Poole adds that the family dynamic faded over Durant’s three years with Golden State as players spent more time with their actual families. The Currys had two more children, Iguodala got married and Green became more devoted to fatherhood. Green was a close friend for Durant in his first season with the team, but he hung out with DeMarcus Cousins more often last year.

There’s more from the Pacific Division:

  • Steve Kerr tells Joe Vardon of The Athletic that it’s going to be like “Year 1” as he guides a much different Warriors roster. While many key pieces are gone from the championship years, Kerr said surviving while Thompson heals from a torn ACL will be the biggest challenge. “Losing Kevin, Andre, Shaun (Livingston) obviously, those are huge losses,” he said. “Losing Klay on top of all that really changes the way we’re going to have to play at both ends. Klay was always an integral part of everything. Movement on offense, but also the guarding of the ballhandler on defense, switching onto bigs. So until he gets back, we’ve got to re-imagine everything and adapt accordingly.”
  • The Lakers are seeking a disabled player exception after Cousins’ injury, but it’s likely just a tool that may be used later in the season, according to Eric Pincus of Bleacher Report. There are few options who could make a difference at a $1.75MM salary, which is half of what Cousins is owed. However, minimum contracts decrease through the year, and the DPE will be more valuable once buyout season arrives.
  • Buddy Hield and Bogdan Bogdanovic will be competing not just for minutes in the Kings‘ backcourt, but for contract extensions as well, notes James Ham of NBC Sports Bay Area.

World Cup Notes: Joseph, Spain, Teodosic, Rankings

Is guard Cory Joseph in or out of the FIBA World Cup for Team Canada? Joseph, the most prominent NBA member remaining on the depleted Team Canada roster, was withdrawing from the competition, according to a tweet from Toronto Star reporter Doug Smith. However, Team Canada coach Nick Nurse said that report was incorrect and that Joseph would indeed join the team in China, John Casey of 7Olympics tweets.

Joseph is not currently with the team during exhibition games in Australia and Sportsnet Canada’s Michael Grange notes that Joseph would have to leave for China soon, given that the tournament begins in 10 days and he needs to adjust to the 12-hour time difference (Twitter link).

We have more World Cup news:

O’Connor’s Latest: Gasol, Conley, OKC, Prince, More

As we relayed earlier today, Kevin O’Connor of The Ringer hears that the Hornets‘ offer for Grizzlies center Marc Gasol is Bismack Biyombo, Michael Kidd-Gilchrist, and a protected first-round pick. That would be an underwhelming return for Gasol, but there hasn’t been much league-wide interest in the 34-year-old, O’Connor writes.

The Kings and Pistons were among the teams potentially in the mix for Gasol, according to O’Connor, but Memphis didn’t have any interest in Detroit center Andre Drummond and Sacramento was unwilling to part with promising young wing Bogdan Bogdanovic, whom the Grizzlies wanted.

The Raptors reportedly explored a potential Gasol deal, initially attempting to come up with an individual trade for one Grizzlies veteran before turning it into a package for both Gasol and Mike Conley, O’Connor writes. However, those talks didn’t advance and league sources tell The Ringer that it’s unlikely Toronto ends up with Gasol or Conley.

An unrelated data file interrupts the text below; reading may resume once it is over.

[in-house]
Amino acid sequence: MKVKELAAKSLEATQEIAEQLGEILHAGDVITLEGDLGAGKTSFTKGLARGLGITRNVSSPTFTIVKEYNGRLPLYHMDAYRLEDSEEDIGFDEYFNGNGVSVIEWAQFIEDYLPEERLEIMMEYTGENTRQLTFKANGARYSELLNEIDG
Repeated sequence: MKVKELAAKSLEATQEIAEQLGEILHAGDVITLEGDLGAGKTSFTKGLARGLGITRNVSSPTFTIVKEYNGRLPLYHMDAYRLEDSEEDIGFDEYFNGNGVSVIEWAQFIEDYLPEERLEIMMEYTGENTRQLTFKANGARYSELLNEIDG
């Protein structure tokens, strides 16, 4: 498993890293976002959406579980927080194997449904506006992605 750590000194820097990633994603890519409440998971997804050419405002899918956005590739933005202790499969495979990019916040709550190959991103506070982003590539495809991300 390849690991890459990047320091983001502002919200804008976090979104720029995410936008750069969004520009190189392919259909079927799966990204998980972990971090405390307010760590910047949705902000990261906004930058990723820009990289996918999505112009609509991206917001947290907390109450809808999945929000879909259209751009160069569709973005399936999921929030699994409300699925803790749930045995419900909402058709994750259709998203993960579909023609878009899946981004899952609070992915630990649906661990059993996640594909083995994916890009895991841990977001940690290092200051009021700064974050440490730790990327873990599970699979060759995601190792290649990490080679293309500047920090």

Elsewhere on the Conley front, the Jazz continue to make a strong push, with an offer that includes Ricky Rubio, Derrick Favors, and a first-round pick, per O’Connor. The sense around the NBA is that the Grizzlies won’t settle for a modest return for Conley, which is something we heard in relation to the Pistons’ offer earlier today.

O’Connor’s latest piece for The Ringer features several more trade-related tidbits, so we’ll round them up here…

  • The Thunder are believed to be among the teams with interest in Cavaliers guard Alec Burks, league sources tell O’Connor. However, Burks wouldn’t fit into OKC’s $10.88MM trade exception. The Thunder, along with the Sixers and Trail Blazers, have expressed interest in Hawks wing Taurean Prince, O’Connor adds.
  • Following up on his report from last week about the Rockets and Grizzlies discussing a Brandon Knight trade, O’Connor suggests that Marquese Chriss and a first-round pick would also go to Memphis in that proposed deal. Houston would be targeting JaMychal Green and Garrett Temple in the swap, though it remains in the discussion stage for now.
  • The Kings have made calls about veteran forwards Harrison Barnes (Mavericks) and Otto Porter (Wizards) but have found no traction on a Porter deal, writes O’Connor.
  • While DeAndre Jordan looks like an obvious trade candidate, it wouldn’t be a major surprise if the Knicks keep him around as a potential recruiter for Kevin Durant, according to O’Connor, who notes that Durant and Jordan are good friends. Stefan Bondy of The New York Daily News wrote about this subject on Tuesday.
  • League sources don’t expect the Celtics to do anything at the deadline with Terry Rozier, since he could serve as potential Kyrie Irving insurance or a sign-and-trade sweetener for Anthony Davis in the offseason, says O’Connor.
  • According to O’Connor, the Pacers remain open to moving one of their two veteran point guards, Cory Joseph or Darren Collison. Both players are on expiring contracts.